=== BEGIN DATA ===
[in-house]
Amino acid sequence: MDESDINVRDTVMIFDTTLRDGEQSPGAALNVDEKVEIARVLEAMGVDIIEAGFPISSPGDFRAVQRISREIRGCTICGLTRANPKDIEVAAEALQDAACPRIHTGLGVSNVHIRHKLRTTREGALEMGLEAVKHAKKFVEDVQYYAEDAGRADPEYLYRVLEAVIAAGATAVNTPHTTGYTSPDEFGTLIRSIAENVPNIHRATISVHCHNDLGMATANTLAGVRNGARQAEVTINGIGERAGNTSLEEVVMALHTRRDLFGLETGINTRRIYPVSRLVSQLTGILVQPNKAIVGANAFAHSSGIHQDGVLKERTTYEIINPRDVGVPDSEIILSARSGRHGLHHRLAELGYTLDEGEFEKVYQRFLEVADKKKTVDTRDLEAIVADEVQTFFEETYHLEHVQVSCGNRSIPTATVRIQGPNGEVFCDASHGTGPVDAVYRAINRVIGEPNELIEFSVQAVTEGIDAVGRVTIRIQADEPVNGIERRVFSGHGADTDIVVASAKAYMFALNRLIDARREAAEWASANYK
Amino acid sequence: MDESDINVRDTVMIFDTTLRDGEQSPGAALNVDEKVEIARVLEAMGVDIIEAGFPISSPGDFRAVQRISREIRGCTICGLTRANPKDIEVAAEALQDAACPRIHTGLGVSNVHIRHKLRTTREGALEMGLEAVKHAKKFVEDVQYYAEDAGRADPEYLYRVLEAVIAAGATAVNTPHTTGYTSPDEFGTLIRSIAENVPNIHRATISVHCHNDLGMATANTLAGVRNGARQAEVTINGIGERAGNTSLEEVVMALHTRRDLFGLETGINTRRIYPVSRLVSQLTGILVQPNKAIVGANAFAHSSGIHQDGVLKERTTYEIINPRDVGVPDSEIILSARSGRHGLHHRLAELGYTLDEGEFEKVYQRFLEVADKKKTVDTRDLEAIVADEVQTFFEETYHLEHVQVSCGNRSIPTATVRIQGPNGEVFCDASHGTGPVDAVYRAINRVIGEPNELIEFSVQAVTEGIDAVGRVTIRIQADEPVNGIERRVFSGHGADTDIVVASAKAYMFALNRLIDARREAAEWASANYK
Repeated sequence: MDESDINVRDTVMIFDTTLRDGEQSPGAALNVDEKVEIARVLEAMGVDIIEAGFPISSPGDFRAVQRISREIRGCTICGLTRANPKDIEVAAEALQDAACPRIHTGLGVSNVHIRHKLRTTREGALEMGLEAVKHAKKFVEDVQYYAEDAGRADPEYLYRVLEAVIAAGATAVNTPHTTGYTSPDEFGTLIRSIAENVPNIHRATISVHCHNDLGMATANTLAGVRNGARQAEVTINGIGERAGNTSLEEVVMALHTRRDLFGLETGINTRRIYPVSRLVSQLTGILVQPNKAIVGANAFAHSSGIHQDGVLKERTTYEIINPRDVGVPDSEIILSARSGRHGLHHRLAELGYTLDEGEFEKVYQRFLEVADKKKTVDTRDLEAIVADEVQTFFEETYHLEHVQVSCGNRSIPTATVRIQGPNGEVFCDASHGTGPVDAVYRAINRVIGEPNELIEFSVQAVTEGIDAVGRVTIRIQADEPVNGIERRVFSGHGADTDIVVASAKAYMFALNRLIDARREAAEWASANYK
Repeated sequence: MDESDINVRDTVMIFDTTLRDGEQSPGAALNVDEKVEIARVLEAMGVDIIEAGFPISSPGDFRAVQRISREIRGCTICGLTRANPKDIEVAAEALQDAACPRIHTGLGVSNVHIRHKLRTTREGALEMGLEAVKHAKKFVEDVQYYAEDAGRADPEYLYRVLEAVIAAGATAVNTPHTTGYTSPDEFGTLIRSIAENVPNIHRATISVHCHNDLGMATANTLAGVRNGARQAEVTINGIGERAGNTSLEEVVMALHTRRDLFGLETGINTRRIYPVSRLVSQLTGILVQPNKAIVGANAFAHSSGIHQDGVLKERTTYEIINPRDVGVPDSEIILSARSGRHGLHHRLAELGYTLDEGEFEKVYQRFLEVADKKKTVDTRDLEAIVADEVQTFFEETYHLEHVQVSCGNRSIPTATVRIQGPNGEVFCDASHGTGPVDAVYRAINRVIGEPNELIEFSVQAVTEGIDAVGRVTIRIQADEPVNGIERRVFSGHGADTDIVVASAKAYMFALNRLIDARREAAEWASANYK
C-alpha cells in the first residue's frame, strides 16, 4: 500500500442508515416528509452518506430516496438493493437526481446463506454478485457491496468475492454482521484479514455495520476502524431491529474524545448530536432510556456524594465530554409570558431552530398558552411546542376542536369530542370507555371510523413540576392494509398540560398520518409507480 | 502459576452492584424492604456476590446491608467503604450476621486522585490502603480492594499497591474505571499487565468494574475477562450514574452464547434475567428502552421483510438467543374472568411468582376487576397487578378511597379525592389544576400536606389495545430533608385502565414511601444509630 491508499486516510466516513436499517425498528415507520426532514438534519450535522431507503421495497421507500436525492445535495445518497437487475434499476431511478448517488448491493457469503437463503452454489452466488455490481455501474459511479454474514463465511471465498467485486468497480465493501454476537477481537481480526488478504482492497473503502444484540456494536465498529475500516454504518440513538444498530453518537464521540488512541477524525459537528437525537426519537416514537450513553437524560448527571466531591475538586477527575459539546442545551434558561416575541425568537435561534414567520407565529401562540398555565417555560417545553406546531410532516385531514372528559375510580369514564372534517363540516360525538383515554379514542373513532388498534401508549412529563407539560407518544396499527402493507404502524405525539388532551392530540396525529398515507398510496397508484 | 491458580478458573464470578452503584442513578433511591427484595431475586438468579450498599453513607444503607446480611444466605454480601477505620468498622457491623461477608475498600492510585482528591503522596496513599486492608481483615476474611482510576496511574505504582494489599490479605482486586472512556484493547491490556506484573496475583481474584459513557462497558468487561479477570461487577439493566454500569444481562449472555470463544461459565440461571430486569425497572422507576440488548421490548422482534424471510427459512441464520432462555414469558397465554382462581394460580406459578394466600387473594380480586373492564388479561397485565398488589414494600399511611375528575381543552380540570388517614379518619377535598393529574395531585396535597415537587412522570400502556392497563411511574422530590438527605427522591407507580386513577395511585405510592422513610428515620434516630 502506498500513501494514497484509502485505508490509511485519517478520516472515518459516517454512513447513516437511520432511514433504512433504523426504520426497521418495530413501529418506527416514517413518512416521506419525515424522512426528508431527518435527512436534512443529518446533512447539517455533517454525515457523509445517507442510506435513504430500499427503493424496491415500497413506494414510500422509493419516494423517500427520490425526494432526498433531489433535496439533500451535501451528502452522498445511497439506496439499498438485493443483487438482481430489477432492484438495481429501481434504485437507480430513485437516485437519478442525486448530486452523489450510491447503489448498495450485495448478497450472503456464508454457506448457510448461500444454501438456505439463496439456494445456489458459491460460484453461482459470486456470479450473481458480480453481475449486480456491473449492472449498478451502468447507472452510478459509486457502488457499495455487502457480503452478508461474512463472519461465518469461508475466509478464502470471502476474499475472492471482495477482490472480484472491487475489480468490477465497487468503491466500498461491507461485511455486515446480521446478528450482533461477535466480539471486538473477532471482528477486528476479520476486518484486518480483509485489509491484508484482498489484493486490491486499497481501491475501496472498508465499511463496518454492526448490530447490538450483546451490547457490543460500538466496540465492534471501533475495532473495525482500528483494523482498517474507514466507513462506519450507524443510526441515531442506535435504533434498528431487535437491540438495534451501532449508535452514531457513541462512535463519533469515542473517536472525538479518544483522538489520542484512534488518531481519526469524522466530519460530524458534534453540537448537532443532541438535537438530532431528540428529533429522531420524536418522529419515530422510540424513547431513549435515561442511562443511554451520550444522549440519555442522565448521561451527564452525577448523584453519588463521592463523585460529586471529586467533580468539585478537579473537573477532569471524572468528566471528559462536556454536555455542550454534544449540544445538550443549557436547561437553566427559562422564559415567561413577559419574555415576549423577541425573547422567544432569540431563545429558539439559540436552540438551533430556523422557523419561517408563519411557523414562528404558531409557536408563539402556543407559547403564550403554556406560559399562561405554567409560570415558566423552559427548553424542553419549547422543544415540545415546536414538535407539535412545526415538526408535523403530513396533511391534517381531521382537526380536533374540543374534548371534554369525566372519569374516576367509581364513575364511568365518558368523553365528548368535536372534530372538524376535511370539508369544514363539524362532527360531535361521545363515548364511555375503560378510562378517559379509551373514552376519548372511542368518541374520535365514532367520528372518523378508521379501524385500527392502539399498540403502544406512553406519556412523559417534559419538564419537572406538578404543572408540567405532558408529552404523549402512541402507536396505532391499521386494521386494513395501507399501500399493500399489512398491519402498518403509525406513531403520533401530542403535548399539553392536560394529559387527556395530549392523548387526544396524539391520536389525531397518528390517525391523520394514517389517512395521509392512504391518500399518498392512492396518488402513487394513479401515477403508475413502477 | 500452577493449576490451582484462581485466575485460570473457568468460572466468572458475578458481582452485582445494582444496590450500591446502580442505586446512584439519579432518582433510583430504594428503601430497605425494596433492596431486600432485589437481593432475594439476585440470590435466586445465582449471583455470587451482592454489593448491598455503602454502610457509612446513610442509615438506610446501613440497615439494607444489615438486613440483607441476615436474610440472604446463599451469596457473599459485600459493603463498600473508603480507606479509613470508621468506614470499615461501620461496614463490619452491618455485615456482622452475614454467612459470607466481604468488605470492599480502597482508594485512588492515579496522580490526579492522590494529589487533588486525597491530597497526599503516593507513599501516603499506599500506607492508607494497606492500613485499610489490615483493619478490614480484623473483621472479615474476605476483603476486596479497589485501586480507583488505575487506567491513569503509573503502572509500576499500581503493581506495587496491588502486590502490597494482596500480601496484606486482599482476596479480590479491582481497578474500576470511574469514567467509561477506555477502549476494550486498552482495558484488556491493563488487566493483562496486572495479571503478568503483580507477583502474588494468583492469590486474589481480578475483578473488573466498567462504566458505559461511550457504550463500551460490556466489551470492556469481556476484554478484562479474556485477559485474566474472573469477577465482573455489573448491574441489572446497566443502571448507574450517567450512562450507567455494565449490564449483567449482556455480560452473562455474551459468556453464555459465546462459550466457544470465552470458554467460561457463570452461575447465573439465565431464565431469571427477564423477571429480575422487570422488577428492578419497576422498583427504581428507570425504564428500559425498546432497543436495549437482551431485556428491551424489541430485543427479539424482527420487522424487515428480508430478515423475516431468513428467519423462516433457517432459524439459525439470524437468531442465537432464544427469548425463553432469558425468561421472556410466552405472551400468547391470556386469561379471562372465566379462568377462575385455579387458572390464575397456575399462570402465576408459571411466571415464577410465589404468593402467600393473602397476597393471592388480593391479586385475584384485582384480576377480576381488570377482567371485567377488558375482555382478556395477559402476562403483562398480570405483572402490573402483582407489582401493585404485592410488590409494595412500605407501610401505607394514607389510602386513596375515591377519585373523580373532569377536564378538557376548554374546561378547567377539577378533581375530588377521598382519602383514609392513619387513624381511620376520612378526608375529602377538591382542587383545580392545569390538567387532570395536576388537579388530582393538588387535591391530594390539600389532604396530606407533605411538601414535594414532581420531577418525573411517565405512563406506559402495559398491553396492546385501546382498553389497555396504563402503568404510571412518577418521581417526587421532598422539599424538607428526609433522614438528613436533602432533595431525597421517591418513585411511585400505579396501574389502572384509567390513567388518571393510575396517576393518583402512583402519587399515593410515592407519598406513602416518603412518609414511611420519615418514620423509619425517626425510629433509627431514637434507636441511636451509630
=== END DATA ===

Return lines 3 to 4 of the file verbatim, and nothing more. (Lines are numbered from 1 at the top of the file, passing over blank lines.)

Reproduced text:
Amino acid sequence: MDESDINVRDTVMIFDTTLRDGEQSPGAALNVDEKVEIARVLEAMGVDIIEAGFPISSPGDFRAVQRISREIRGCTICGLTRANPKDIEVAAEALQDAACPRIHTGLGVSNVHIRHKLRTTREGALEMGLEAVKHAKKFVEDVQYYAEDAGRADPEYLYRVLEAVIAAGATAVNTPHTTGYTSPDEFGTLIRSIAENVPNIHRATISVHCHNDLGMATANTLAGVRNGARQAEVTINGIGERAGNTSLEEVVMALHTRRDLFGLETGINTRRIYPVSRLVSQLTGILVQPNKAIVGANAFAHSSGIHQDGVLKERTTYEIINPRDVGVPDSEIILSARSGRHGLHHRLAELGYTLDEGEFEKVYQRFLEVADKKKTVDTRDLEAIVADEVQTFFEETYHLEHVQVSCGNRSIPTATVRIQGPNGEVFCDASHGTGPVDAVYRAINRVIGEPNELIEFSVQAVTEGIDAVGRVTIRIQADEPVNGIERRVFSGHGADTDIVVASAKAYMFALNRLIDARREAAEWASANYK
Repeated sequence: MDESDINVRDTVMIFDTTLRDGEQSPGAALNVDEKVEIARVLEAMGVDIIEAGFPISSPGDFRAVQRISREIRGCTICGLTRANPKDIEVAAEALQDAACPRIHTGLGVSNVHIRHKLRTTREGALEMGLEAVKHAKKFVEDVQYYAEDAGRADPEYLYRVLEAVIAAGATAVNTPHTTGYTSPDEFGTLIRSIAENVPNIHRATISVHCHNDLGMATANTLAGVRNGARQAEVTINGIGERAGNTSLEEVVMALHTRRDLFGLETGINTRRIYPVSRLVSQLTGILVQPNKAIVGANAFAHSSGIHQDGVLKERTTYEIINPRDVGVPDSEIILSARSGRHGLHHRLAELGYTLDEGEFEKVYQRFLEVADKKKTVDTRDLEAIVADEVQTFFEETYHLEHVQVSCGNRSIPTATVRIQGPNGEVFCDASHGTGPVDAVYRAINRVIGEPNELIEFSVQAVTEGIDAVGRVTIRIQADEPVNGIERRVFSGHGADTDIVVASAKAYMFALNRLIDARREAAEWASANYK